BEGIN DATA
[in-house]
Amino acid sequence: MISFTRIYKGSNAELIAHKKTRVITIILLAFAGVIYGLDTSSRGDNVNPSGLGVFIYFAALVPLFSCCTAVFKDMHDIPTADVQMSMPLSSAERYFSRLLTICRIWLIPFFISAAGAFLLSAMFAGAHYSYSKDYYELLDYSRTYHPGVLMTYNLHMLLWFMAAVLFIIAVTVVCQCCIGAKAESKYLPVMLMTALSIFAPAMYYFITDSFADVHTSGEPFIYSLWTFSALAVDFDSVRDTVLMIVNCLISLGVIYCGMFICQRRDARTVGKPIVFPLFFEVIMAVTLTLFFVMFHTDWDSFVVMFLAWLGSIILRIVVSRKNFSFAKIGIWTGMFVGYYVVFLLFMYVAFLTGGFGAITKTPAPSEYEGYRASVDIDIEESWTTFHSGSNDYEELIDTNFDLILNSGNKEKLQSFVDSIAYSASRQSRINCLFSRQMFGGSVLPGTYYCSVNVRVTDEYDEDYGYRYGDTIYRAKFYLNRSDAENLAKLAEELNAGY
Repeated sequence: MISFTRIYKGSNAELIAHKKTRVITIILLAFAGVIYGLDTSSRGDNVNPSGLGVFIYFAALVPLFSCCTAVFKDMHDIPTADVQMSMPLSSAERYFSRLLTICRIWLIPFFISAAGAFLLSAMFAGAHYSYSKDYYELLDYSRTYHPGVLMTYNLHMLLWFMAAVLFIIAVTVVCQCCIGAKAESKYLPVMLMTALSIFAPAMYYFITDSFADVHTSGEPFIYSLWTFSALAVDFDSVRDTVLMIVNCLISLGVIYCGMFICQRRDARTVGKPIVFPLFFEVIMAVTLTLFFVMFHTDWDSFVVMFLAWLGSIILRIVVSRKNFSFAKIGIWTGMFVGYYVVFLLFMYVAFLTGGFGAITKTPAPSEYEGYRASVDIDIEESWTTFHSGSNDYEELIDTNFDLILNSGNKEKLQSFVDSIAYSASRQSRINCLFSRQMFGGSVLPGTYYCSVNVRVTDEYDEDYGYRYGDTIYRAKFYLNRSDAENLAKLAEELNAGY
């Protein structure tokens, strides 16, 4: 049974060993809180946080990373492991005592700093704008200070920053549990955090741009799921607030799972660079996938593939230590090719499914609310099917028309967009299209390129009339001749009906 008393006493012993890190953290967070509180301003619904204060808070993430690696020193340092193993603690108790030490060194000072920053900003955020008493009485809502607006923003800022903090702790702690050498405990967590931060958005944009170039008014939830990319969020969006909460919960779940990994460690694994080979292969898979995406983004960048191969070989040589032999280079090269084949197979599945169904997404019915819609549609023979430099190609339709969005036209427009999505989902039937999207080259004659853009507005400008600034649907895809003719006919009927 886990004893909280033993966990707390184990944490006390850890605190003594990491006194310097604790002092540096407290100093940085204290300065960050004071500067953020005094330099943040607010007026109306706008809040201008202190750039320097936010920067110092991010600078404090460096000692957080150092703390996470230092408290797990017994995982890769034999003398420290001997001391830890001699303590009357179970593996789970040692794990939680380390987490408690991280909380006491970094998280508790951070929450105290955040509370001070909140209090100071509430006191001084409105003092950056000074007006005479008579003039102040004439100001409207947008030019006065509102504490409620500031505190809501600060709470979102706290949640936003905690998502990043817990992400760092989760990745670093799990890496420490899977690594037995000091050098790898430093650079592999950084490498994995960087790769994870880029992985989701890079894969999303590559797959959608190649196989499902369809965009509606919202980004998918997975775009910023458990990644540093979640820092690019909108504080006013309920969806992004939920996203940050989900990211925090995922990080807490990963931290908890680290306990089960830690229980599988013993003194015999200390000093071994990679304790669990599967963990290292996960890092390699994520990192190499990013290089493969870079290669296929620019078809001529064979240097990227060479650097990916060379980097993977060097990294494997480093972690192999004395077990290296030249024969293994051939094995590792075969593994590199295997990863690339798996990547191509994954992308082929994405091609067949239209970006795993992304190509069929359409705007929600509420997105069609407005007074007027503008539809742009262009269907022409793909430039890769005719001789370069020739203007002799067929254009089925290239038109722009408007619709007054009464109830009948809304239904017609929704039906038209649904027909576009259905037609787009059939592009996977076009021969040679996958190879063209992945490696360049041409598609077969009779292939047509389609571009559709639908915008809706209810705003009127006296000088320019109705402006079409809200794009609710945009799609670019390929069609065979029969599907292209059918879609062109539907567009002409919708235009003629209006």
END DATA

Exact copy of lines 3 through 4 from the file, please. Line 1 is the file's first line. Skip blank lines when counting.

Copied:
Repeated sequence: MISFTRIYKGSNAELIAHKKTRVITIILLAFAGVIYGLDTSSRGDNVNPSGLGVFIYFAALVPLFSCCTAVFKDMHDIPTADVQMSMPLSSAERYFSRLLTICRIWLIPFFISAAGAFLLSAMFAGAHYSYSKDYYELLDYSRTYHPGVLMTYNLHMLLWFMAAVLFIIAVTVVCQCCIGAKAESKYLPVMLMTALSIFAPAMYYFITDSFADVHTSGEPFIYSLWTFSALAVDFDSVRDTVLMIVNCLISLGVIYCGMFICQRRDARTVGKPIVFPLFFEVIMAVTLTLFFVMFHTDWDSFVVMFLAWLGSIILRIVVSRKNFSFAKIGIWTGMFVGYYVVFLLFMYVAFLTGGFGAITKTPAPSEYEGYRASVDIDIEESWTTFHSGSNDYEELIDTNFDLILNSGNKEKLQSFVDSIAYSASRQSRINCLFSRQMFGGSVLPGTYYCSVNVRVTDEYDEDYGYRYGDTIYRAKFYLNRSDAENLAKLAEELNAGY
């Protein structure tokens, strides 16, 4: 049974060993809180946080990373492991005592700093704008200070920053549990955090741009799921607030799972660079996938593939230590090719499914609310099917028309967009299209390129009339001749009906 008393006493012993890190953290967070509180301003619904204060808070993430690696020193340092193993603690108790030490060194000072920053900003955020008493009485809502607006923003800022903090702790702690050498405990967590931060958005944009170039008014939830990319969020969006909460919960779940990994460690694994080979292969898979995406983004960048191969070989040589032999280079090269084949197979599945169904997404019915819609549609023979430099190609339709969005036209427009999505989902039937999207080259004659853009507005400008600034649907895809003719006919009927 886990004893909280033993966990707390184990944490006390850890605190003594990491006194310097604790002092540096407290100093940085204290300065960050004071500067953020005094330099943040607010007026109306706008809040201008202190750039320097936010920067110092991010600078404090460096000692957080150092703390996470230092408290797990017994995982890769034999003398420290001997001391830890001699303590009357179970593996789970040692794990939680380390987490408690991280909380006491970094998280508790951070929450105290955040509370001070909140209090100071509430006191001084409105003092950056000074007006005479008579003039102040004439100001409207947008030019006065509102504490409620500031505190809501600060709470979102706290949640936003905690998502990043817990992400760092989760990745670093799990890496420490899977690594037995000091050098790898430093650079592999950084490498994995960087790769994870880029992985989701890079894969999303590559797959959608190649196989499902369809965009509606919202980004998918997975775009910023458990990644540093979640820092690019909108504080006013309920969806992004939920996203940050989900990211925090995922990080807490990963931290908890680290306990089960830690229980599988013993003194015999200390000093071994990679304790669990599967963990290292996960890092390699994520990192190499990013290089493969870079290669296929620019078809001529064979240097990227060479650097990916060379980097993977060097990294494997480093972690192999004395077990290296030249024969293994051939094995590792075969593994590199295997990863690339798996990547191509994954992308082929994405091609067949239209970006795993992304190509069929359409705007929600509420997105069609407005007074007027503008539809742009262009269907022409793909430039890769005719001789370069020739203007002799067929254009089925290239038109722009408007619709007054009464109830009948809304239904017609929704039906038209649904027909576009259905037609787009059939592009996977076009021969040679996958190879063209992945490696360049041409598609077969009779292939047509389609571009559709639908915008809706209810705003009127006296000088320019109705402006079409809200794009609710945009799609670019390929069609065979029969599907292209059918879609062109539907567009002409919708235009003629209006």